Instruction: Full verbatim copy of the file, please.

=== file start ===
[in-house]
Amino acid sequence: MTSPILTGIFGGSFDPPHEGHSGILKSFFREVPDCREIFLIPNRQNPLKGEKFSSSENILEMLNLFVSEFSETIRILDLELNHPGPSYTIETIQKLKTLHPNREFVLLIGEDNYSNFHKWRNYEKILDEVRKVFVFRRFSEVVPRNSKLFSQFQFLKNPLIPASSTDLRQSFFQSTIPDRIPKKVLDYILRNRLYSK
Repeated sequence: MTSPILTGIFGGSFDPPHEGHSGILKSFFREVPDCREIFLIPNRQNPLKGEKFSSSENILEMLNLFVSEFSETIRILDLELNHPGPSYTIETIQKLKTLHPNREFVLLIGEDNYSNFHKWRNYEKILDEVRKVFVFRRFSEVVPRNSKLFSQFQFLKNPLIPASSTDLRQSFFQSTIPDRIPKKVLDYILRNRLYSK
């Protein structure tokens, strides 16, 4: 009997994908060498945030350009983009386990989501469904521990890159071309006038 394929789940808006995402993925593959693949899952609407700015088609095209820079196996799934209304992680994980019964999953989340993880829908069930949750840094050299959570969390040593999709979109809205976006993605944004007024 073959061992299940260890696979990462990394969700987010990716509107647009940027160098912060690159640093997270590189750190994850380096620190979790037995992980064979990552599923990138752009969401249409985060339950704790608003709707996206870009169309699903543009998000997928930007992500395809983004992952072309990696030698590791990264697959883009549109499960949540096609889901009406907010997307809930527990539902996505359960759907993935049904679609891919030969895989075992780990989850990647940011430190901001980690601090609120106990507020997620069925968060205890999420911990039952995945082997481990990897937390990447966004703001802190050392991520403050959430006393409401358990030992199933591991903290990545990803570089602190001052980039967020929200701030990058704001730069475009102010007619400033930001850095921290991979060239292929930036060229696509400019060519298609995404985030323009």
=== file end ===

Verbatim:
[in-house]
Amino acid sequence: MTSPILTGIFGGSFDPPHEGHSGILKSFFREVPDCREIFLIPNRQNPLKGEKFSSSENILEMLNLFVSEFSETIRILDLELNHPGPSYTIETIQKLKTLHPNREFVLLIGEDNYSNFHKWRNYEKILDEVRKVFVFRRFSEVVPRNSKLFSQFQFLKNPLIPASSTDLRQSFFQSTIPDRIPKKVLDYILRNRLYSK
Repeated sequence: MTSPILTGIFGGSFDPPHEGHSGILKSFFREVPDCREIFLIPNRQNPLKGEKFSSSENILEMLNLFVSEFSETIRILDLELNHPGPSYTIETIQKLKTLHPNREFVLLIGEDNYSNFHKWRNYEKILDEVRKVFVFRRFSEVVPRNSKLFSQFQFLKNPLIPASSTDLRQSFFQSTIPDRIPKKVLDYILRNRLYSK
């Protein structure tokens, strides 16, 4: 009997994908060498945030350009983009386990989501469904521990890159071309006038 394929789940808006995402993925593959693949899952609407700015088609095209820079196996799934209304992680994980019964999953989340993880829908069930949750840094050299959570969390040593999709979109809205976006993605944004007024 073959061992299940260890696979990462990394969700987010990716509107647009940027160098912060690159640093997270590189750190994850380096620190979790037995992980064979990552599923990138752009969401249409985060339950704790608003709707996206870009169309699903543009998000997928930007992500395809983004992952072309990696030698590791990264697959883009549109499960949540096609889901009406907010997307809930527990539902996505359960759907993935049904679609891919030969895989075992780990989850990647940011430190901001980690601090609120106990507020997620069925968060205890999420911990039952995945082997481990990897937390990447966004703001802190050392991520403050959430006393409401358990030992199933591991903290990545990803570089602190001052980039967020929200701030990058704001730069475009102010007619400033930001850095921290991979060239292929930036060229696509400019060519298609995404985030323009």